Blockchain Address related data using Bitquery Explorer

In this post, we will describe how to get different data related to a blockchain address such as transactions, balance, senders, trades, money flow. etc using Bitquery Explorer.

Bitquery Explorer is our data showcase that shows details about various blockchain networks, transactions, addresses, currencies etc.

Let’s get started!!

The first and foremost step is putting the address in Bitquery Explorer’s search bar. We’ll take “0x477573f212a7bdd5f7c12889bd1ad0aa44fb82aa” as an example.

Now you need to choose the blockchain whose data you want to access and click on that link

For this example, we’ll choose Ethereum Mainnet as I want this address data on Ethereum.

Balance of an Address

Under the Address tab on the left, you have a list of all the currencies that have been sent or received by this address and on the right, you have the address balance by currencies.

Also in the top right corner of the page, you have an option to select the date range for which you want to get all the data related to a particular address.

Checking API behind the data

As we said, our explorer is a showcase of our data. In other words, you can actually check the API for all the data shown on the explorer. To check the API behind the data click on the “Open GraphQL IDE”, button on the bottom right of their respective data widget and you will see the balance API.


Our GraphQL IDE is an interface to create, test, share and save your APIs, additionally, it also shows a lot of other information under the profile section related to your APIs usage, billing etc.

So once you click on “Open GraphQL IDE”, you will see the following interface.

You can click on the prettify button to display the query in a more understandable language.

Transactions of an Address

Clicking on the Transactions tab gives you the details of all the transactions made from that address like the timestamp, the block, receiver, hash of the transaction and the gas cost.

The query for the same can be generated using the Open GraphQL IDE as follows:

Transfers of an Address

Under the Inflow tab, you get information about the currency and the amount that has been received by the address along with the time stamp, block, sender and transaction hash.

The above results can be obtained by running this query, which can also be obtained by clicking on the Open GraphQL IDE button.

Just like the inflow tab, we have an Outflow tab giving the information about the currency and the amount that has been sent from the address along with the time stamp, block, sender and the transaction hash. This information can be obtained using the following query.

Address interacted with Contracts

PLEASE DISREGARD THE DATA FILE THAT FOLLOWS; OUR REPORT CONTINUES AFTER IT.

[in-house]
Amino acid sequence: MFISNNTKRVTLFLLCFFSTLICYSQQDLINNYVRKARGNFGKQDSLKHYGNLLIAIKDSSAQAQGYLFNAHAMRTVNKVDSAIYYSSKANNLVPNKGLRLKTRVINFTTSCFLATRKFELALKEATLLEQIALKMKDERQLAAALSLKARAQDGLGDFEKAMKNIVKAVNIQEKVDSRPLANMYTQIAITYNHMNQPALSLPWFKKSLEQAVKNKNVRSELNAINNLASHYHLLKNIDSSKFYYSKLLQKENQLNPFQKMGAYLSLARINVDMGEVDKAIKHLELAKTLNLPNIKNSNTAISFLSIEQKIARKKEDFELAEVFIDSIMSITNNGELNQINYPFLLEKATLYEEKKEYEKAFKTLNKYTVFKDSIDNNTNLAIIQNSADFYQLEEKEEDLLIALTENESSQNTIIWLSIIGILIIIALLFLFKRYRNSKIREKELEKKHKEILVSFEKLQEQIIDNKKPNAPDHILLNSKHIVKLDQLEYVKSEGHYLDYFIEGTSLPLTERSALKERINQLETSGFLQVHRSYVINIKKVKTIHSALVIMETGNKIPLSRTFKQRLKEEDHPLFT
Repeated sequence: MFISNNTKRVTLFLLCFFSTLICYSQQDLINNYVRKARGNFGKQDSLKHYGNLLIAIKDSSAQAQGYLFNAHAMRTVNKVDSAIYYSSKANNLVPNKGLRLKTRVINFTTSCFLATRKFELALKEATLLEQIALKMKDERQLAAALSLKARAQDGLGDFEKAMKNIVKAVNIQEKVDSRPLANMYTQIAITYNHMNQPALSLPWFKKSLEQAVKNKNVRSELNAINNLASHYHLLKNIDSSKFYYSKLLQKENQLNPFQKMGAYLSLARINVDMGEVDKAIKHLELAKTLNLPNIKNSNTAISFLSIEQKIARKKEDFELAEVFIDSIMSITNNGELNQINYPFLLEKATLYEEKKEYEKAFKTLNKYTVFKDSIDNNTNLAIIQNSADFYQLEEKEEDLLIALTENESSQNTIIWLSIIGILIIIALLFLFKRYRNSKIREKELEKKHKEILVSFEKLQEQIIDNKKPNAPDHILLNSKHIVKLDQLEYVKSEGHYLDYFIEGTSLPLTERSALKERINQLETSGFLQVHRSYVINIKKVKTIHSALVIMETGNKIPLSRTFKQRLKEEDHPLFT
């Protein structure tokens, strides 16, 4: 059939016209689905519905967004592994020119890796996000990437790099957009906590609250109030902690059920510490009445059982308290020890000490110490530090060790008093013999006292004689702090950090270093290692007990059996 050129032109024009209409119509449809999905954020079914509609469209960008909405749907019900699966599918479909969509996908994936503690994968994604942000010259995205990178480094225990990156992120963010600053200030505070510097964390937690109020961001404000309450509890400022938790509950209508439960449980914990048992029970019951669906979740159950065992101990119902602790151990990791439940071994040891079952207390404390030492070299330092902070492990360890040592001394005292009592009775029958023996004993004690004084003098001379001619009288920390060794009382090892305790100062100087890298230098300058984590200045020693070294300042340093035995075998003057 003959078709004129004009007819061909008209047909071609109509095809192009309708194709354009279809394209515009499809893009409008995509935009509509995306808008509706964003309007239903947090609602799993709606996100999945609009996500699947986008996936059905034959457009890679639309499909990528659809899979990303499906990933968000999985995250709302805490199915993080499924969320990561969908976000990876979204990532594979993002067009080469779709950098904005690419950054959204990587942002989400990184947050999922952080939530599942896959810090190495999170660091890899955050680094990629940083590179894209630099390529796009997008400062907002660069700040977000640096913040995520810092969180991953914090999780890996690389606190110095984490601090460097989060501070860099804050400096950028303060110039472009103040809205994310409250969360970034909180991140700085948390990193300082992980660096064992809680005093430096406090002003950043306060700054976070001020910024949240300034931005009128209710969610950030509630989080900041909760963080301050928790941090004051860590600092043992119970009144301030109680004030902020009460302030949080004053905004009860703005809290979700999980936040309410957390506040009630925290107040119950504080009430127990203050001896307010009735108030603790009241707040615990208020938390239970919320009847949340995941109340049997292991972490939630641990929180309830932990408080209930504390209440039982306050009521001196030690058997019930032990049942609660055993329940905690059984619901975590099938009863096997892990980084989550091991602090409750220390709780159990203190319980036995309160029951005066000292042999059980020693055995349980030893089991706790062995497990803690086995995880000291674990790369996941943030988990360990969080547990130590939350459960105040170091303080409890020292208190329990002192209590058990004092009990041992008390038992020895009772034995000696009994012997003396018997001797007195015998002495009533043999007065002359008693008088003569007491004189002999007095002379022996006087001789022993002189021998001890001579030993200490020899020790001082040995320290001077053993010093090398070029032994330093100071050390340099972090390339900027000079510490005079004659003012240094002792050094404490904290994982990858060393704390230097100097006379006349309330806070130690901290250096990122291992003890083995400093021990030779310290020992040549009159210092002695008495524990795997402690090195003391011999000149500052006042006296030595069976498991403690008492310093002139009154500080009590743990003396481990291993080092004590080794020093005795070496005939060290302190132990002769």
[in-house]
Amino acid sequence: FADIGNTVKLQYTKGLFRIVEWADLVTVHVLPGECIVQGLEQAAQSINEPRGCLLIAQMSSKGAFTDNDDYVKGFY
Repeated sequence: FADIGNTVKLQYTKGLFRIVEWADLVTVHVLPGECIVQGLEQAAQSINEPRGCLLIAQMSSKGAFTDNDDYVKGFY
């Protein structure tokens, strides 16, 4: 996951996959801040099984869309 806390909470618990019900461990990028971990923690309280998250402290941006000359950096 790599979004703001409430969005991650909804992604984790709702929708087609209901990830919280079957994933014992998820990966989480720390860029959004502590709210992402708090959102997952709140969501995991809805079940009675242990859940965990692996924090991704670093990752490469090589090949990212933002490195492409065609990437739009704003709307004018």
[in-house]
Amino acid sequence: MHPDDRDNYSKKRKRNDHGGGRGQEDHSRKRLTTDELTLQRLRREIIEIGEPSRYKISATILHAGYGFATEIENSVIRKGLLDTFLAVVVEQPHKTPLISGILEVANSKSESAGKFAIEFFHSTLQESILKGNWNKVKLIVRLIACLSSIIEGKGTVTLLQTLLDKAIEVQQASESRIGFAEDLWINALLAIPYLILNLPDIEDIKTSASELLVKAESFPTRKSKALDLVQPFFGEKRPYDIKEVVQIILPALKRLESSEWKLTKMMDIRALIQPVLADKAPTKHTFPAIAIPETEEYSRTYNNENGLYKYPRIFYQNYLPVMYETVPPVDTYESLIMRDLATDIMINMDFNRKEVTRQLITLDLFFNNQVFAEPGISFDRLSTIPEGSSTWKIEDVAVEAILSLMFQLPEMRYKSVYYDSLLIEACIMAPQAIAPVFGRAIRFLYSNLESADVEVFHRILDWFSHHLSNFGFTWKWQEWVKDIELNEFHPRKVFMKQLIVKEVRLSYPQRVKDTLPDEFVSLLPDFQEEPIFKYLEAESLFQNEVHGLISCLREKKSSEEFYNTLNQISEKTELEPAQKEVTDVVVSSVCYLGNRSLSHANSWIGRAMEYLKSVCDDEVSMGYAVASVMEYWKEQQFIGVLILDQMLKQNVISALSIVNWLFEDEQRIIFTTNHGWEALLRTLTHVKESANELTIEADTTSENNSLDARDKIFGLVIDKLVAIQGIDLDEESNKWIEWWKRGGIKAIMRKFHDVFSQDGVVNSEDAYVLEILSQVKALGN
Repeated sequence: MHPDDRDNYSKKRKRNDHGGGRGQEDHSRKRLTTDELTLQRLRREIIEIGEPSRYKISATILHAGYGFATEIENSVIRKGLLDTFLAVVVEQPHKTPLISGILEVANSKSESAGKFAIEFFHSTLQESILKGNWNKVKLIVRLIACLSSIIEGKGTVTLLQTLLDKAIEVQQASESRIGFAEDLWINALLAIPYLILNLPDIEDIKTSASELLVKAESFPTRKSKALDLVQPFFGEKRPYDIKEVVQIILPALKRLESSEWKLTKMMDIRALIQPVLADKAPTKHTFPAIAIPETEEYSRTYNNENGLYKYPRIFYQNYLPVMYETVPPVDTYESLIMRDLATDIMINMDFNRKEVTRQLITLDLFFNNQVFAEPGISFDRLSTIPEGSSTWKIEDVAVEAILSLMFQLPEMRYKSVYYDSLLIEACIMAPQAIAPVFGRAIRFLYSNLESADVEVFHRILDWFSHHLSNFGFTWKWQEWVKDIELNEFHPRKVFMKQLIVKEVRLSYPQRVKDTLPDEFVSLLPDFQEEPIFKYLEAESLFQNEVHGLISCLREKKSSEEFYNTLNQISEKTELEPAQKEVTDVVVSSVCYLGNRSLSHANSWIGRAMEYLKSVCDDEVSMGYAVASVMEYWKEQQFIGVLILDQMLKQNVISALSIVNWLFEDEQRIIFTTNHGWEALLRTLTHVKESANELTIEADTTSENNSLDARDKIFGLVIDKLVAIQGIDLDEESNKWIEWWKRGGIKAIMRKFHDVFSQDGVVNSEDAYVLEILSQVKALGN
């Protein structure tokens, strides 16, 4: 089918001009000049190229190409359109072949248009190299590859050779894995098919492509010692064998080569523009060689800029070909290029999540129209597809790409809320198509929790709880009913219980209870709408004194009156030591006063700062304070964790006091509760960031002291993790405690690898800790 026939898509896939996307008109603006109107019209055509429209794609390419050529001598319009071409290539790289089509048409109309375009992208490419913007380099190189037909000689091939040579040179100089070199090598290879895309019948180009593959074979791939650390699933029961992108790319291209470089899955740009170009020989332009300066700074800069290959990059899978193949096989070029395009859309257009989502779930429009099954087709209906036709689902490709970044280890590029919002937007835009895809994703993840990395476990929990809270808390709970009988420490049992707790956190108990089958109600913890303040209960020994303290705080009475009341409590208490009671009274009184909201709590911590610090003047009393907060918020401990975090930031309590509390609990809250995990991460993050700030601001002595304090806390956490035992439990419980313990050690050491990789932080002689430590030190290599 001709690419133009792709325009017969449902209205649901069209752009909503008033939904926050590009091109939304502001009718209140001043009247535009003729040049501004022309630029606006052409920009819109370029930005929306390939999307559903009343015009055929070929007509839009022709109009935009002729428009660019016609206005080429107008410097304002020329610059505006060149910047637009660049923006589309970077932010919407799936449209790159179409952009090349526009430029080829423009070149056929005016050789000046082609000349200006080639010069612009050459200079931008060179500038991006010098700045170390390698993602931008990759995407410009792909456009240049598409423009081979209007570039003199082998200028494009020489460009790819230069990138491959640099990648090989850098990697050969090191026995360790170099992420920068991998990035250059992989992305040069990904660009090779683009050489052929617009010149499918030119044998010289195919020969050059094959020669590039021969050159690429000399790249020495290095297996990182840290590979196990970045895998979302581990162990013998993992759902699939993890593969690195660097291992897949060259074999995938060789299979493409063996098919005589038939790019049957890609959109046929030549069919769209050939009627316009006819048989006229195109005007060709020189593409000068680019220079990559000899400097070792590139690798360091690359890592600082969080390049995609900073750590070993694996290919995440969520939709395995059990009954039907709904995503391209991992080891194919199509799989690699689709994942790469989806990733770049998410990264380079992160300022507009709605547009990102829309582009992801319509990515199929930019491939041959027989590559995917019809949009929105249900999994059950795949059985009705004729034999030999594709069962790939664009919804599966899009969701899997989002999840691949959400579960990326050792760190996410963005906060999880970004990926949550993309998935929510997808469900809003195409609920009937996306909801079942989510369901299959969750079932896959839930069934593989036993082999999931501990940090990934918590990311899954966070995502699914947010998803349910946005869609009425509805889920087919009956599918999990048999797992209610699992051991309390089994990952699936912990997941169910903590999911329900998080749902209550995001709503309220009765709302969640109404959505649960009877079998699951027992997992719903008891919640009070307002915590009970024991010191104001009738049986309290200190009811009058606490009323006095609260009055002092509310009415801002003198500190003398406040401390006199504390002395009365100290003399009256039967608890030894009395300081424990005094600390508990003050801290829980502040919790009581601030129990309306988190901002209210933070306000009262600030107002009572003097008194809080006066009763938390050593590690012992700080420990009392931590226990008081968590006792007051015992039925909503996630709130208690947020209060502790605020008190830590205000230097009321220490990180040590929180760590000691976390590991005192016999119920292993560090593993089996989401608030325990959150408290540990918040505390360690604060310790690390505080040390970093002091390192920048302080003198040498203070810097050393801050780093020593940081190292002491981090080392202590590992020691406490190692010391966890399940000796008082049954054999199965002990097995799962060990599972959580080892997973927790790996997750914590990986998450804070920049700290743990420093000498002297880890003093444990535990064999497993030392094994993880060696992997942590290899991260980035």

The Call Contracts tab gives details about the smart contracts related to the address searched. You can fetch information like the smart contract, block, timestamp, method, gas cost, and transaction hash.

These can also be obtained by running this query as follows.

Tracing Transactions of an Address

Money flow tab gives a graphical representation of all the transfers related to an address along with the information about the senders, receivers, currency etc. It also helps you find sources and destinations of funds.

There are two views for the information here, the Graph and the Sankey. From the drop-down menu at the top left corner of the page, you can change the currency for which you want the information too.

In the graph representation, you can change the depth level for inbound and outbound transfers to dig more into sources and destinations, i.e., which address has sent the currency and who were its previous holders etc you can also select the level of details by moving the slider on the top right corner. In the graph, the turquoise symbols represent normal addresses, the yellow gears represent a smart contract, and the orange disks represent tokens.

On increasing the inbound level you get the information about who were the holders of the token before you.

Similarly, you can increase the depth level of the outbound transactions to get to know the addresses that held the token after being transferred by you.

Again, you can very easily get the query to get all this data using the GraphQL IDE button at the bottom right corner.

Now moving on to the Sankey representation
The incoming lines towards the Central partition from the left represent the inbound transfers, the one’s emerging from the central line and spreading out on the right represent the outbound transfers. The rectangular block on the central line represents the address for which the information is being found. If you take a close look, you can even spot the tiny arrows marking the direction of the flow of token.

On increasing the depth level for the inbound and outbound transfers we can see the previous history of the flow, which addresses had the currency, the exchange methods etc. Similarly, for the outbound transfers, you can see the addresses that received currency, how the amount was further divided and sent to various addresses and the method and exchange names too.